In my role as a Digital Learning Specialist, I support ten schools across all grade levels from Pre-K to High School. My goal is to help educators leverage technology in their classrooms to increase student engagement and learning and to increase collaboration, community, and connection within the entire school community.
The Wakelet Bridge
For educators, building a relationship and a sense of community with your students and parents is arguably the most crucial component in achieving success in your classroom. Whether you teach elementary, middle, or high school, it is important to establish strong relationships with your students and to get the parents involved as much as possible. But we all know how busy parents are managing family responsibilities, full-time jobs, and juggling outside activities, so they have very little time to connect with teachers and schools. This is where Wakelet can be used to close the gap and connect parents to the school with a “Wakelet Bridge”. This bridge can be used to give parents a sense of belonging and pride in the schools their students attend.
An Idea is Born
Last spring I was visiting one of my favorite elementary campuses and as I walked the hallways I was amazed by the vibrant and inspiring displays of student learning that were all around me. I saw colorful maps, thoughtful self-portraits, and lots of amazing projects and artwork created by the students. I spotted the school mascot pinned on a main wall along with the school colors and the school motto. I saw vision statements, mission statements, and the school values displayed prominently in a main hallway. On the classroom doors and along the outside walls of the classrooms, there were more displays of current topics being studied along with student created projects and artwork. I was so touched by the way each piece was proudly displayed and carefully placed, that I was inspired to pull out my phone and start taking pictures. I wasn’t quite sure what I was going to do with all these pictures, but I knew I had to take them.
This was clearly a school that had ample pride, and the pictures and artwork told a story of a safe and nurturing learning environment for all. I wondered if any parents had the chance to visit these hallways and I thought how sad it would be if they didn’t get to see these amazing projects. I was certain if I was a parent at this school, I would love to see these hallways and classrooms, and experience this pride. I knew how hard it was for working parents to walk through the hallways of their child’s school frequently, yet I knew if all the parents could see these hallways they would feel more connected, more prideful, and more appreciative of all the wonderful educators at this school. I started to think about how I could easily share all these pictures with parents, especially since these projects are frequently changed and replaced with new learning artifacts. Then, I thought about my favorite digital curation tool, Wakelet, and my idea for connecting the parents with a “Wakelet bridge” was born.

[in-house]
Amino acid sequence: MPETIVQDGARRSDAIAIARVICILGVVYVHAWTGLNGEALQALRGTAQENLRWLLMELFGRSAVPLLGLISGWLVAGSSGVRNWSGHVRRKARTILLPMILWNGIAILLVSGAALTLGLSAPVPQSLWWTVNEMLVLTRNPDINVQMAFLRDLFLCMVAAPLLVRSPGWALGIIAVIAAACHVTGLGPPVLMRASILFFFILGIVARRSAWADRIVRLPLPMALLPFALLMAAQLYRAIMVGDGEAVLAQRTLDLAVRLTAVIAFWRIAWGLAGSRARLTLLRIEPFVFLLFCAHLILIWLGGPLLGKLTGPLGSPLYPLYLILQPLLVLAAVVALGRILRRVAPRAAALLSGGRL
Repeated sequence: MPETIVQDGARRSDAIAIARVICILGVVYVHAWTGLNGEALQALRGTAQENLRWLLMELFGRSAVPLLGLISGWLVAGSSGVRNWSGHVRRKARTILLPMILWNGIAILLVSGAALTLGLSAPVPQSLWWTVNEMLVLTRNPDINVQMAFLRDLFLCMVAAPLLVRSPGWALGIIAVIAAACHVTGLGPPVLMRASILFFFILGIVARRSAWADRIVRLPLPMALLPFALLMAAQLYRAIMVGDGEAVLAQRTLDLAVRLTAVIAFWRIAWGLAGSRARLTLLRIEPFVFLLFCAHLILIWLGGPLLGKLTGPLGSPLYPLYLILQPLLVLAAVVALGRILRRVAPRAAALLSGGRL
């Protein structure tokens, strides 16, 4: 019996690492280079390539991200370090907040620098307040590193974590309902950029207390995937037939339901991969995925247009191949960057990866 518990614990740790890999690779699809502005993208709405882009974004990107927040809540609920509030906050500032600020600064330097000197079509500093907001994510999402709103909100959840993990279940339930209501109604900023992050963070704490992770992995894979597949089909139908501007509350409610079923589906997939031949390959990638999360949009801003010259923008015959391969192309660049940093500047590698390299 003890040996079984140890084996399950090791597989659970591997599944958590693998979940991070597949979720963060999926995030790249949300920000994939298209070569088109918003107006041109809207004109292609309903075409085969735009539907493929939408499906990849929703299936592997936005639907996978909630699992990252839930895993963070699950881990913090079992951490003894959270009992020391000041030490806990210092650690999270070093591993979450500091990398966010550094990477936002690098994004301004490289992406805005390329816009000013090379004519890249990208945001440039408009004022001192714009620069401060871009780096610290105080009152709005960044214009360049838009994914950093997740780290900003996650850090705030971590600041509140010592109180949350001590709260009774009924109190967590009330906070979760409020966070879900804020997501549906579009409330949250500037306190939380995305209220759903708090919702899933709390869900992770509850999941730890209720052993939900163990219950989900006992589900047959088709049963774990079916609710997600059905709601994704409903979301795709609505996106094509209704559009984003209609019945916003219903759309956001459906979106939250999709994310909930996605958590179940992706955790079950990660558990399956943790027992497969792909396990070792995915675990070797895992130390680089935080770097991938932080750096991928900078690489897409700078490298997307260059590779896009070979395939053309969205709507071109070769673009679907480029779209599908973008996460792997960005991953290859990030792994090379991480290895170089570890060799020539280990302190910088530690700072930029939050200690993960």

A Wakelet for Every Teacher
I took all the pictures and loaded them into a Wakelet, and created a campus hub showcasing a visual story of all the learning happening at this school. I showed this school Wakelet to the administrators and staff and convinced them to get on board with my “Wakelet bridge” idea. Since this campus had a lot of parents who spoke English as a second language, I wanted the teachers to focus solely on pictures with just a few short captions here and there. That would allow us to communicate visually instead of verbally and would transcend the language barrier.
The next step was simple, but magical. I don’t know if you are aware, but one of the most powerful features of Wakelet is that you can put a Wakelet within another Wakelet, kind of like the movie “Inception” – it’s pretty cool. So the school Wakelet was named after the campus and then each teacher’s Wakelet was added into the school Wakelet, and just like that we had a Wakelet made up of Wakelets – you can be impressed now. I chose the “columns” view for my layout so I could easily organize the Wakelets by grade level. I was able to train the teachers on how to create a Wakelet account and how to upload pictures in a 30 minute hands on session during their planning periods. I created a teacher template that they copied after they created their account, and I helped them download the Wakelet app on their phones so pictures could be easily uploaded. Once they created their own classroom Wakelet from the teacher template I provided, they shared their Wakelet with me. I added it to the school Wakelet, and when we were ready, we shared the school Wakelet with parents using the QR code and the share link. Now we were on our way to building this Wakelet bridge to connect the parents to the school community.
Here is a Wakelet collection of resources to help you build a Wakelet bridge in your school community. This Wakelet includes steps to follow to get this community building project going. It also includes tips for a successful implementation as well as the templates for the school and teacher Wakelet you will need to get started.
Lisa is a Digital Learning Specialist in the FWISD and loves to work alongside teachers to help them discover the power of using digital tools in the classroom. Lisa has been in the education industry since 2005, and has worked with grade levels ranging from Pre-K to High School teaching a variety of technology topics. Lisa is a Google Certified Trainer, an MIE Expert, a Wakelet Ambassador, and an advocate for using technology in the classroom to engage and empower learners of all ages!
Follow Lisa on Wakelet: https://wakelet.com/@Lisa4EdTech
Connect with Lisa on Twitter: https://twitter.com/Lisa4EdTech
Explore Lisas website: Lisa’s EdTech Corner